I don't think we really need clearly defined, heavily scripted quests like "Our planet is being attack by Zargons! Will you save us, space hero?"
In fact, perhaps they shouldn't have dialogue at all. Minecraft provides a good example of how quests could work. For example, in the game you can choose to find a portal to another dimension and battle a powerful dragon there. Nobody tells you to go battle the dragon. You don't get anything useful by killing it, other than bragging rights. It's just a fun challenge you can choose to do because you want to.
So "quests" in Trillek could also be dialogue-free things you choose to do, just because you want to. For example, maybe there's a huge alien space station floating in orbit around a planet. Every time you get near it unleashes a powerful barrage of lasers at you. You can choose to leave it alone. Or you can go fight it. Maybe you'll get some cool loot or tech by destroying it, but it's not something you have to do. You could just leave it there and steer clear. But players won't do that. They'll want to take on any challenge the game throws at them. There's no need to tell them to blow up the space station. Just put it there and players will provide their own motivation, and will design whatever ship they need to defeat it.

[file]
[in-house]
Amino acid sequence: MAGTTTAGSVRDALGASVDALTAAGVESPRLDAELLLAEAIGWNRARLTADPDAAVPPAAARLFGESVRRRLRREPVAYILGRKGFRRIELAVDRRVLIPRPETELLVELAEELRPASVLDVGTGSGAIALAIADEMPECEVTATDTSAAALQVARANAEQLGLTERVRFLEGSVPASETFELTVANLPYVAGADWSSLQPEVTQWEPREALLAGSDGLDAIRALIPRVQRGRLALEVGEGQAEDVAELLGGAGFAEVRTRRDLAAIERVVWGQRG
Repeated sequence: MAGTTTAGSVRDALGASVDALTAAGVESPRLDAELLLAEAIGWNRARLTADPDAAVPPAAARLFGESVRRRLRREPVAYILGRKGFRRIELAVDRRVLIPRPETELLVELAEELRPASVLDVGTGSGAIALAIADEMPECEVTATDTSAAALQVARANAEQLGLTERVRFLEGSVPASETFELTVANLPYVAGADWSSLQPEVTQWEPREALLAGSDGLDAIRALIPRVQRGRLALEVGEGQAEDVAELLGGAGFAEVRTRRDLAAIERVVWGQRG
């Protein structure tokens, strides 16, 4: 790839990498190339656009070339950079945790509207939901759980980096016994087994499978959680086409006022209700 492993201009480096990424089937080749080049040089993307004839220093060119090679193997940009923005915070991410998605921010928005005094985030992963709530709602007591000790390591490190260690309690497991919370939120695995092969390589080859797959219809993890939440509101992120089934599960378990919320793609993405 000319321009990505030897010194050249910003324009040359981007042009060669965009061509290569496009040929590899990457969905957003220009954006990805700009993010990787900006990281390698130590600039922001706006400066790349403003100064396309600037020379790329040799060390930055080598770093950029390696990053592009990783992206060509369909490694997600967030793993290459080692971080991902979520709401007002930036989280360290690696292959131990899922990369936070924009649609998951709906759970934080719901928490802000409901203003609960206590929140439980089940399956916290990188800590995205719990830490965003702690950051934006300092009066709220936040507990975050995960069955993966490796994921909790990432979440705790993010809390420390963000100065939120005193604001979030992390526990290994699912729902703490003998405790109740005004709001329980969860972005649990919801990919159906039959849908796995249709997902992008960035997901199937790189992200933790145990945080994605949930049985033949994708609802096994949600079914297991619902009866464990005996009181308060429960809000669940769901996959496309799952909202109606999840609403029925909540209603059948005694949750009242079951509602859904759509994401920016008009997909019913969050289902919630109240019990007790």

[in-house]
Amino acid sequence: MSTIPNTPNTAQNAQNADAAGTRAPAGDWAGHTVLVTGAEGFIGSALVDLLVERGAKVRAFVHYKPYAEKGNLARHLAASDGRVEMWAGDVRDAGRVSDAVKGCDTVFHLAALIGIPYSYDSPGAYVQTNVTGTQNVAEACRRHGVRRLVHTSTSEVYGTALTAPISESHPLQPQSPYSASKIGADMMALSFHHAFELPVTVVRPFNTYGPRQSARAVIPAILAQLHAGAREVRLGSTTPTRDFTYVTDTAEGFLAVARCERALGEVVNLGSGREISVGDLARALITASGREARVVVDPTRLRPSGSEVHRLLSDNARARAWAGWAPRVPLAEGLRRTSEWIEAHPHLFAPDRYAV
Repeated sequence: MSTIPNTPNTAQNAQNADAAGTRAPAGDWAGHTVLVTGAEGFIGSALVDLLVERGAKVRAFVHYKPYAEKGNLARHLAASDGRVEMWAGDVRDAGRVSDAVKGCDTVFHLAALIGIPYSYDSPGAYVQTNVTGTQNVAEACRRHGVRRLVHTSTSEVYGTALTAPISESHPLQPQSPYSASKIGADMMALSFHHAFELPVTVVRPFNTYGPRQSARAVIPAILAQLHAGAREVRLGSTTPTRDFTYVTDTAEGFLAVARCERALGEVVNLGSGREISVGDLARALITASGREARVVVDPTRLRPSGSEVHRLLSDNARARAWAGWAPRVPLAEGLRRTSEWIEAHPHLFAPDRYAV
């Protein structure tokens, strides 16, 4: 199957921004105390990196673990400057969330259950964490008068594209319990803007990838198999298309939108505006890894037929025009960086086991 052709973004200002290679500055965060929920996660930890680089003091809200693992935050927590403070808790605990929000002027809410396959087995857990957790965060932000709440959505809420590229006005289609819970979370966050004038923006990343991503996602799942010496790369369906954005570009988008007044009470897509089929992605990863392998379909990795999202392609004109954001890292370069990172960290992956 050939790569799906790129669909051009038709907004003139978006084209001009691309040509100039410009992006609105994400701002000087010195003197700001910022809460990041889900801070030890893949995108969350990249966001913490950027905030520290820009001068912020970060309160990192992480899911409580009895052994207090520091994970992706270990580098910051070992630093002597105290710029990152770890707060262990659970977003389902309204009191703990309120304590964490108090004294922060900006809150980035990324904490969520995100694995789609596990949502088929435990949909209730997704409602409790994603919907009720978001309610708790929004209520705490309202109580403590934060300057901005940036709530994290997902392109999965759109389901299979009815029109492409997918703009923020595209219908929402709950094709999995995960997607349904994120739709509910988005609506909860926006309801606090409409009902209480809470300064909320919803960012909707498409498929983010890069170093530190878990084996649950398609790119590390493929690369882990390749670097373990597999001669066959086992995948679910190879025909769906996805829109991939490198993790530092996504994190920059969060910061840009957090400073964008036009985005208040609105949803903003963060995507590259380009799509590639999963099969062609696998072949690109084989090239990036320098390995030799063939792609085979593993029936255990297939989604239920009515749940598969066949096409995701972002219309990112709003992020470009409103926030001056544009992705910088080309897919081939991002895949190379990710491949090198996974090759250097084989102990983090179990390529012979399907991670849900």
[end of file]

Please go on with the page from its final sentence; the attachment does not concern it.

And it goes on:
I think a lot of the writing can just be thinking up interesting scenarios like that, without having to explain exactly why they're happening.